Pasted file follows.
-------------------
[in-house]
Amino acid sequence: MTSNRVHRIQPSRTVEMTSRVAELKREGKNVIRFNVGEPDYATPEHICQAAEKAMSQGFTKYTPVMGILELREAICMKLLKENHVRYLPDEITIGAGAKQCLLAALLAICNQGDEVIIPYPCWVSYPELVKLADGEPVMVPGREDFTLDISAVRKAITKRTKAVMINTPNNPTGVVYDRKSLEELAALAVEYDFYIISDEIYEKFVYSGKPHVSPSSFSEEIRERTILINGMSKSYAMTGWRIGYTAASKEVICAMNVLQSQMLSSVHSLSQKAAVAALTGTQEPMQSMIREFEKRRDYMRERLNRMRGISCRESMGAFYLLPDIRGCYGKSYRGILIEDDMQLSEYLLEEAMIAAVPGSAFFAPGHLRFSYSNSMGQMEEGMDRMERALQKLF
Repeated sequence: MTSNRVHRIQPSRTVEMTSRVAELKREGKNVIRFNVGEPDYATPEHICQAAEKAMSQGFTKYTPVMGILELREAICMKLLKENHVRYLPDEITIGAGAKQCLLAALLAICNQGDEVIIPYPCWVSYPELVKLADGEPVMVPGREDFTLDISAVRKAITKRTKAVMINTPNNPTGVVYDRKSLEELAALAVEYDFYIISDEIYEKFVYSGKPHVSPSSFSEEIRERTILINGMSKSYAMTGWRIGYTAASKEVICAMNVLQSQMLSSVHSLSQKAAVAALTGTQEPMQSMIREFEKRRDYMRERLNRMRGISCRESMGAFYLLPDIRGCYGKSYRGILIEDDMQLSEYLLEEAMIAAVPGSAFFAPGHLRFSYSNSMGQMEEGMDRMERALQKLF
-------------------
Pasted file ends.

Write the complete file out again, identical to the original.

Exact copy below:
[in-house]
Amino acid sequence: MTSNRVHRIQPSRTVEMTSRVAELKREGKNVIRFNVGEPDYATPEHICQAAEKAMSQGFTKYTPVMGILELREAICMKLLKENHVRYLPDEITIGAGAKQCLLAALLAICNQGDEVIIPYPCWVSYPELVKLADGEPVMVPGREDFTLDISAVRKAITKRTKAVMINTPNNPTGVVYDRKSLEELAALAVEYDFYIISDEIYEKFVYSGKPHVSPSSFSEEIRERTILINGMSKSYAMTGWRIGYTAASKEVICAMNVLQSQMLSSVHSLSQKAAVAALTGTQEPMQSMIREFEKRRDYMRERLNRMRGISCRESMGAFYLLPDIRGCYGKSYRGILIEDDMQLSEYLLEEAMIAAVPGSAFFAPGHLRFSYSNSMGQMEEGMDRMERALQKLF
Repeated sequence: MTSNRVHRIQPSRTVEMTSRVAELKREGKNVIRFNVGEPDYATPEHICQAAEKAMSQGFTKYTPVMGILELREAICMKLLKENHVRYLPDEITIGAGAKQCLLAALLAICNQGDEVIIPYPCWVSYPELVKLADGEPVMVPGREDFTLDISAVRKAITKRTKAVMINTPNNPTGVVYDRKSLEELAALAVEYDFYIISDEIYEKFVYSGKPHVSPSSFSEEIRERTILINGMSKSYAMTGWRIGYTAASKEVICAMNVLQSQMLSSVHSLSQKAAVAALTGTQEPMQSMIREFEKRRDYMRERLNRMRGISCRESMGAFYLLPDIRGCYGKSYRGILIEDDMQLSEYLLEEAMIAAVPGSAFFAPGHLRFSYSNSMGQMEEGMDRMERALQKLF